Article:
THE BOTSWANAN HOUSE OF CHIEFS
In July 2000, the Head of State created a commission -the Balopi commission, named after the former Minister for Domestic Affairs presiding it- which is particularly in charge of proposing a new designation system of members of the House of Chiefs and to make it more efficient.
The Balopi commission proposes to base the representation system of this institution on territorial and not ethnic or tribal criteria. Moreover, it recommends to enlarge its prerogatives, in particular the legislative initiative.
The Head of State should give a decision on these recommendations by the end of 2001.
I - COMPOSITION
The House of Chiefs is made up of 15 members :
- the hereditary chiefs of Botswana's eight traditional tribes as set out in the Constitution (Bakgatla, Bakwena, Bamalete, Bamangwato, Bangwaketse, Barolong, Batawana and Batakwa), members as of right ;
- seven elected members.
II - ELECTORAL SYSTEM
Four of the seven elected members come from the `sub-chiefs' of the four administrative divisions (Chobe, North East, Ghanzi and Kgalagadi); these are areas where other tribes are in a majority.
The other three members are elected by the twelve afore-mentioned members from among people who have not been actively engaged in politics for the last five years (article 79-2 of the Constitution)
The seven elected members may stand for re-election at every legislative election.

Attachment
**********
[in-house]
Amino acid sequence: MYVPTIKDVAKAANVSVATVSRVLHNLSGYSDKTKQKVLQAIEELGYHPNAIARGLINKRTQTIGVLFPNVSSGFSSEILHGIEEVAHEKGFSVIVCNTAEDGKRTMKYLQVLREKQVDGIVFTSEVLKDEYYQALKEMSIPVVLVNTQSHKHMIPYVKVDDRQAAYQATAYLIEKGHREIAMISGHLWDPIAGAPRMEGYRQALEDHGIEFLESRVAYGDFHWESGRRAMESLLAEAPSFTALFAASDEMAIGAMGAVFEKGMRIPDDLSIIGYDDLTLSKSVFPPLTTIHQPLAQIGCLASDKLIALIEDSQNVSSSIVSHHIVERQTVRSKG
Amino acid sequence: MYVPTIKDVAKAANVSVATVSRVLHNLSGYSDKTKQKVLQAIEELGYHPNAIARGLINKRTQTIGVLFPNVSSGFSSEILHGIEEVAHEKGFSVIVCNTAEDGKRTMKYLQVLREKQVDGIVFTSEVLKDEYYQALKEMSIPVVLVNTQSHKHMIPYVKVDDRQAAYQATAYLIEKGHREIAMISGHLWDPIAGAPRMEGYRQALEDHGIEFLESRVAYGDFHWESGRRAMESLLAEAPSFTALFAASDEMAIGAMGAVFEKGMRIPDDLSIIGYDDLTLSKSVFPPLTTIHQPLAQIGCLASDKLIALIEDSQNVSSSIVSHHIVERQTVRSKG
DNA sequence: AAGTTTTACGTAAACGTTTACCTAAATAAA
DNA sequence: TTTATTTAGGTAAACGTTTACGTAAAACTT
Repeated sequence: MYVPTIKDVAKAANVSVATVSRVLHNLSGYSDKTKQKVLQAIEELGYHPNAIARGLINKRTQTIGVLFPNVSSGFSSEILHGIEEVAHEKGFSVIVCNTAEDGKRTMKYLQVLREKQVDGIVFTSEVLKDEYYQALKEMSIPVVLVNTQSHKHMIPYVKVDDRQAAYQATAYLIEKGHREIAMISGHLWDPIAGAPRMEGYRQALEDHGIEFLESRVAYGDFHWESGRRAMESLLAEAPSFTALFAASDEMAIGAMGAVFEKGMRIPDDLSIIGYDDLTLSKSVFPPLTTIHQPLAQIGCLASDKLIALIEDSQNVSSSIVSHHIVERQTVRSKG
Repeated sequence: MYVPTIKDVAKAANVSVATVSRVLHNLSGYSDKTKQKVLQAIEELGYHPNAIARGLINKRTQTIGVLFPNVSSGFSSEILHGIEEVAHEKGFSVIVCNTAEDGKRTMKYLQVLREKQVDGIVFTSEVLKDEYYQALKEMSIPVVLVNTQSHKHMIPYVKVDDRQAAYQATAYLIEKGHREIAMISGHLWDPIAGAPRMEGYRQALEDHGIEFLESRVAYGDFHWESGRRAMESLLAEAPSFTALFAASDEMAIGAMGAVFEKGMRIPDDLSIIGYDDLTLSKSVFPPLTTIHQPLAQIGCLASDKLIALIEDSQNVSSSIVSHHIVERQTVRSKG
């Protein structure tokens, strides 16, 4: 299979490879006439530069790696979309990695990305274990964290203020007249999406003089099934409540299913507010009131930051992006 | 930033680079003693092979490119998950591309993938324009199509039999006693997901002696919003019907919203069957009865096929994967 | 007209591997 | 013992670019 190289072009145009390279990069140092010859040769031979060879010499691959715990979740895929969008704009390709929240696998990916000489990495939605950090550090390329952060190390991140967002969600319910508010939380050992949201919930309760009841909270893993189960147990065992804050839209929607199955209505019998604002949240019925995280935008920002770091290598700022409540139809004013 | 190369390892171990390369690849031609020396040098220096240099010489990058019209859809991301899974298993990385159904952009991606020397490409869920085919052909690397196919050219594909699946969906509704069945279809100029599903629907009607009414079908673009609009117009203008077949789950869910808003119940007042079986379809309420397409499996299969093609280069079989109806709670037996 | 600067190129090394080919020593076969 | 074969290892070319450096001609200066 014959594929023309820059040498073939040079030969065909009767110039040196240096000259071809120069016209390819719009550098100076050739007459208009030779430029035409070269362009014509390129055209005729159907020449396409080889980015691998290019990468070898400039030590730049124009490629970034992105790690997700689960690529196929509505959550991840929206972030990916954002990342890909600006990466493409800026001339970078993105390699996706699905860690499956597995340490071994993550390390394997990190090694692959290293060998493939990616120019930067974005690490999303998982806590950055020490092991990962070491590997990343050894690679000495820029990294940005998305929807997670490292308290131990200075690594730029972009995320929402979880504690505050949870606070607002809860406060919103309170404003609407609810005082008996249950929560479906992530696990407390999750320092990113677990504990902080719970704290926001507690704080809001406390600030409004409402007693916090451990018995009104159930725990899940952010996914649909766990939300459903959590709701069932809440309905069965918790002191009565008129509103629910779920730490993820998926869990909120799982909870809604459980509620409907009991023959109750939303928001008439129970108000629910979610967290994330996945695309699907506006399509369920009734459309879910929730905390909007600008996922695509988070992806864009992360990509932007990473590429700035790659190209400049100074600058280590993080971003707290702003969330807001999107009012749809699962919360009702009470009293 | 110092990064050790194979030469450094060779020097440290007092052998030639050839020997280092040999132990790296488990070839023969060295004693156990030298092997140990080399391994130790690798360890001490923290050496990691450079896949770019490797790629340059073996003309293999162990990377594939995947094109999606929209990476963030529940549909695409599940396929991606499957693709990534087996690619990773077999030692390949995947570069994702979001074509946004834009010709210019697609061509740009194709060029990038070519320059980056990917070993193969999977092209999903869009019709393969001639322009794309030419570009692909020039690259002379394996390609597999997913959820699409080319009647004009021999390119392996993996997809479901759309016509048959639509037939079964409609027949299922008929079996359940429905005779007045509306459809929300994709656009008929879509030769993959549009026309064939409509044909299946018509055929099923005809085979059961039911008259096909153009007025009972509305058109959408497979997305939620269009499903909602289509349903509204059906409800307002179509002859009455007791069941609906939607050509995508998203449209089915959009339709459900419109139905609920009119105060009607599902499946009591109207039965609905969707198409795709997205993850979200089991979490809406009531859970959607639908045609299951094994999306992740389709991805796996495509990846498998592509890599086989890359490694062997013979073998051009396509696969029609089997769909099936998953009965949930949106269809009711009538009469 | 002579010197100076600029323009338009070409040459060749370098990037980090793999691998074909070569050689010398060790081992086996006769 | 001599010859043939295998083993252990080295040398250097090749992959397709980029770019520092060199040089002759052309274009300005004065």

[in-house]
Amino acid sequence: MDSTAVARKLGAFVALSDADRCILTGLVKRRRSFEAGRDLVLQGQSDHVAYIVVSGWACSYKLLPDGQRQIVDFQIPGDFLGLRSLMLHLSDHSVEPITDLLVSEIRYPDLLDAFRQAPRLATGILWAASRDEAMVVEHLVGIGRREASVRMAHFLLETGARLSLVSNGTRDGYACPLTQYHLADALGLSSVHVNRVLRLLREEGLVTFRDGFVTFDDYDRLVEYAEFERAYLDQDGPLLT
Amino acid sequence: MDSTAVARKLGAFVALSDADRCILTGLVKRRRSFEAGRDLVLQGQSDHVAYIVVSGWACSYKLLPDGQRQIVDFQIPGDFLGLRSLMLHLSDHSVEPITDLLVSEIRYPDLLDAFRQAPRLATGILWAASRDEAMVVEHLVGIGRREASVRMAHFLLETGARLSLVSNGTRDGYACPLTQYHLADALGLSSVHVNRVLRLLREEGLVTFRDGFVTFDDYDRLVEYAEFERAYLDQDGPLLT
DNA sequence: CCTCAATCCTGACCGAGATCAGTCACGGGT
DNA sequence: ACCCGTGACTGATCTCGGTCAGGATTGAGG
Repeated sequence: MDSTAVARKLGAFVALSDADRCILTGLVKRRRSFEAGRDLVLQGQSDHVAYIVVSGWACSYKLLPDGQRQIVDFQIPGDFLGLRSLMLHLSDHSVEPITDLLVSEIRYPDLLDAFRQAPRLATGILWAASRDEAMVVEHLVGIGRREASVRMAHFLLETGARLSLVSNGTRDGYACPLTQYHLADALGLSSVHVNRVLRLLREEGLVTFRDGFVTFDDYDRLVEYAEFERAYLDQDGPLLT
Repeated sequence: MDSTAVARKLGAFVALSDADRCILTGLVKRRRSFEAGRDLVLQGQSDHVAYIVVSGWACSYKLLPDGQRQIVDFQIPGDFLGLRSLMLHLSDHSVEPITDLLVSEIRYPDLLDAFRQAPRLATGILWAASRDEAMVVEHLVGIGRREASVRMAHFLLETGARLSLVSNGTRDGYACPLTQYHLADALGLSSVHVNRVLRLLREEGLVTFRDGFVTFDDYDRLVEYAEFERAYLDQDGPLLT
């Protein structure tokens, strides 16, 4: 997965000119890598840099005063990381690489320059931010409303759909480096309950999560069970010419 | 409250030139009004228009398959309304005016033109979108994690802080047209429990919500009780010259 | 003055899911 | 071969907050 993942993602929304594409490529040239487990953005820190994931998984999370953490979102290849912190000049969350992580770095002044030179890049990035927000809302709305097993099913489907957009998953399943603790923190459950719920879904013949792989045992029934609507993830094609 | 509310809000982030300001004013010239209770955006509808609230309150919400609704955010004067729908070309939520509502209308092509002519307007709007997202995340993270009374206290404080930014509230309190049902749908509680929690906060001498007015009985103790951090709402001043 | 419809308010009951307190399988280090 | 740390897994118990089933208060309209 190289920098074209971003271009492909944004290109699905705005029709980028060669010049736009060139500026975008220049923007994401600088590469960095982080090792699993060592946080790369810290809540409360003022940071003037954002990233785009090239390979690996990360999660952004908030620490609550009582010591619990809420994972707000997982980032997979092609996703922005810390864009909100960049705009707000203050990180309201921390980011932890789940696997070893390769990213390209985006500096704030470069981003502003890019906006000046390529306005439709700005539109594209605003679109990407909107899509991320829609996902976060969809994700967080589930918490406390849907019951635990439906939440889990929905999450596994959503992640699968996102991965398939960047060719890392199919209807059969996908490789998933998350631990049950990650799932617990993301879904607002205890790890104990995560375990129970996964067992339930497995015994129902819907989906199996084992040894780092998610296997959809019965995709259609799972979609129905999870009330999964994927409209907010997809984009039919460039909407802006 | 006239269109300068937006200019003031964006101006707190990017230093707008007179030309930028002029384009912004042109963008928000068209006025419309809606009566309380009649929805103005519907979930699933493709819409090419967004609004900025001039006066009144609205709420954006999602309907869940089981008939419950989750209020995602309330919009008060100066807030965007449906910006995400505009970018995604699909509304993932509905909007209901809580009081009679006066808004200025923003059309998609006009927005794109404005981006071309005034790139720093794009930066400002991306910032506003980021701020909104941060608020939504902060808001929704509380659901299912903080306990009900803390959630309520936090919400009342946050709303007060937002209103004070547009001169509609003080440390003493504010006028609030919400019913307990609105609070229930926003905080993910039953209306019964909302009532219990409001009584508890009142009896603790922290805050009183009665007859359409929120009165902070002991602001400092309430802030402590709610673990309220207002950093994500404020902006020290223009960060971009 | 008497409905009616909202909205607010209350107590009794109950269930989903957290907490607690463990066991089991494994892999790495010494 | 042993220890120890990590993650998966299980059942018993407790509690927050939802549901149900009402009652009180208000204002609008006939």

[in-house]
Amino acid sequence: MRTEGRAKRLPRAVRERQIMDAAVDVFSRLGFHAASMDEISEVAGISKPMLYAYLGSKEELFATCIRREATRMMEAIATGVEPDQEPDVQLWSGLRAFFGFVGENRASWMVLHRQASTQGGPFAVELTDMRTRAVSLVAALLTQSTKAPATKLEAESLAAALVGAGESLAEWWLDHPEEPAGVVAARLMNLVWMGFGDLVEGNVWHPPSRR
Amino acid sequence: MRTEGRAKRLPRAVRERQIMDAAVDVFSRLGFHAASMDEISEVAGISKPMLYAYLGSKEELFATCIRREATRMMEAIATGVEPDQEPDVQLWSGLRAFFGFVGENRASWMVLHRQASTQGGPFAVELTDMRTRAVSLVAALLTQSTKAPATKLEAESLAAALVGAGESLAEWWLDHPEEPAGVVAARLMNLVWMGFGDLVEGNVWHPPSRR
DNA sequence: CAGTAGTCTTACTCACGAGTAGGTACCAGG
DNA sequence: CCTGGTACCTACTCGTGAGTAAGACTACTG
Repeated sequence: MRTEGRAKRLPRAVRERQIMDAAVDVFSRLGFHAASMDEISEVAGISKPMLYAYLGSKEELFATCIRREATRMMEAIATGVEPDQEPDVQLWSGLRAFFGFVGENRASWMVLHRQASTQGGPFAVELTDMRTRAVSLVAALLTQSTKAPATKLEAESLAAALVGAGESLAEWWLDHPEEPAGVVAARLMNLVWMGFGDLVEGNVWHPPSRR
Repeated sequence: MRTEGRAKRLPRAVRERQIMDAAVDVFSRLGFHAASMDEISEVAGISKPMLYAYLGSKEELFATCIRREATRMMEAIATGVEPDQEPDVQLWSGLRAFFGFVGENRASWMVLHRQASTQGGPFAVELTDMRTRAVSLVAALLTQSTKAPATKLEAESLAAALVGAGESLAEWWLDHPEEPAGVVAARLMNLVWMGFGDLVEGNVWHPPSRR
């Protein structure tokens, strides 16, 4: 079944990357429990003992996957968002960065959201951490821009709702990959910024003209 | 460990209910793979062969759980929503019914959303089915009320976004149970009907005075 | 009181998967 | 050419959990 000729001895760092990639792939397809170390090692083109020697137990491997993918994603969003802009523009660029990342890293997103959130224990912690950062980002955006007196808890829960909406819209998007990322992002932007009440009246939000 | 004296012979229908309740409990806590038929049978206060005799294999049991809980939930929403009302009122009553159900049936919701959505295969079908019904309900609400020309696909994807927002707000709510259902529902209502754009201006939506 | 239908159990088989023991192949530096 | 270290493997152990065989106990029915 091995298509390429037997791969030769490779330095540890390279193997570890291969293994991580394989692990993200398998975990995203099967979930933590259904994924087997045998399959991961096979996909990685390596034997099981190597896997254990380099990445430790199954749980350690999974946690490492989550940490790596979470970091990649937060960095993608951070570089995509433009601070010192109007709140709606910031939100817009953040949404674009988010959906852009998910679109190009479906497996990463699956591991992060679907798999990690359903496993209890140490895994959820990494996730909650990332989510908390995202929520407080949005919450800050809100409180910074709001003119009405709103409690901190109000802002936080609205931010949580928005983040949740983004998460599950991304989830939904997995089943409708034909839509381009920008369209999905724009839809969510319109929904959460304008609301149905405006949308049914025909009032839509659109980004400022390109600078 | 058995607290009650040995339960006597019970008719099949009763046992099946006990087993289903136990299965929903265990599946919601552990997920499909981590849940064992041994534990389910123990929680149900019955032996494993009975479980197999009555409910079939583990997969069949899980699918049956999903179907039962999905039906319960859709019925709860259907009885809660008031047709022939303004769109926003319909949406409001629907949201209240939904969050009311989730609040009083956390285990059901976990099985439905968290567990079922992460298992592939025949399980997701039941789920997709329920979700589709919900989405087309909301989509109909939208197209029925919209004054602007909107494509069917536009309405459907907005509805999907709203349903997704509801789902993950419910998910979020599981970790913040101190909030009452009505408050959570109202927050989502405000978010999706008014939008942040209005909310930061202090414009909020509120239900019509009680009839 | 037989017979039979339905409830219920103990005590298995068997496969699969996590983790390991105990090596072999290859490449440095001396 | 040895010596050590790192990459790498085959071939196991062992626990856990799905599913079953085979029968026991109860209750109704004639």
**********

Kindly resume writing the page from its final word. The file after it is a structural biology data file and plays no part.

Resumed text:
Members serve five-year terms.
III - ORGANISATION OF SESSIONS
A - ORDINARY SESSIONS
Three sessions per year, each lasting 1-3 weeks.
B - EXTRAORDINARY SESSIONS
The House of Chiefs may also meet in extraordinary session if such a step is deemed appropriate.
IV - RELATIONS WITH THE OTHER CHAMBERS
Consultative power (Articles 77-85, Section III of the Constitution).
A - POWERS
The House of Chiefs must be consulted when the Constitution is being reviewed, and when consideration is being given to the law on customs, family and personal law, the system of land ownership, and certain aspects of civil law. Members of the House of Chiefs may also address any other matter they believe to be relevant.
They have the power to summon members of the Government.
B - INSTITUTIONAL ROLE OF THE HOUSE OF CHIEFS
In practice, this consultative House exerts significant influence. Members are reluctant to be openly opposed to the traditional Chiefs (the `Kgnosi'), whose subjects they are anyway. The House of Chiefs has particular legitimacy insofar as each Chief regularly consults his tribe in the course of traditional assemblies (`Kgotla'). As the motto that dominates the House of Chiefs' debating chamber, says, `Kgosi Ke Kgosi Ka Bathe' (`The chief is chief by the people').
On the other hand, the Chiefs may not belong to a political party, and may not normally take part in the electoral process or in political debate. This rule, which is custom-based as far as the members as of right and the four representatives from the administrative divisions are concerned, but a constitutional duty for the three specially elected members, aims to avoid both conflicts of conscience among citizens, who remain generally loyal to their Chiefs, and political disputes between traditional leaders and the Government which has been elected by universal suffrage.
In many ways, the House of Chiefs is a unique institution that enables Botswana to undergo a managed transition into modernity:
- the House of Chiefs preserves traditional forms of solidarity and adherence, and simultaneously prevents the latter from fragmenting the country along tribal lines;
- it provides the Chiefs with a setting in which to express their views, and through which to channel their traditional authority
- it ensures that the interests of shepherds and farmers, which are often ignored to the advantage of those living in the towns and cities, are taken into account.
1 Since the Chieftainship Act of 1966, the President of the Republic has had the right to examine the designation of chiefs by their tribes, and to suspend them and remove them.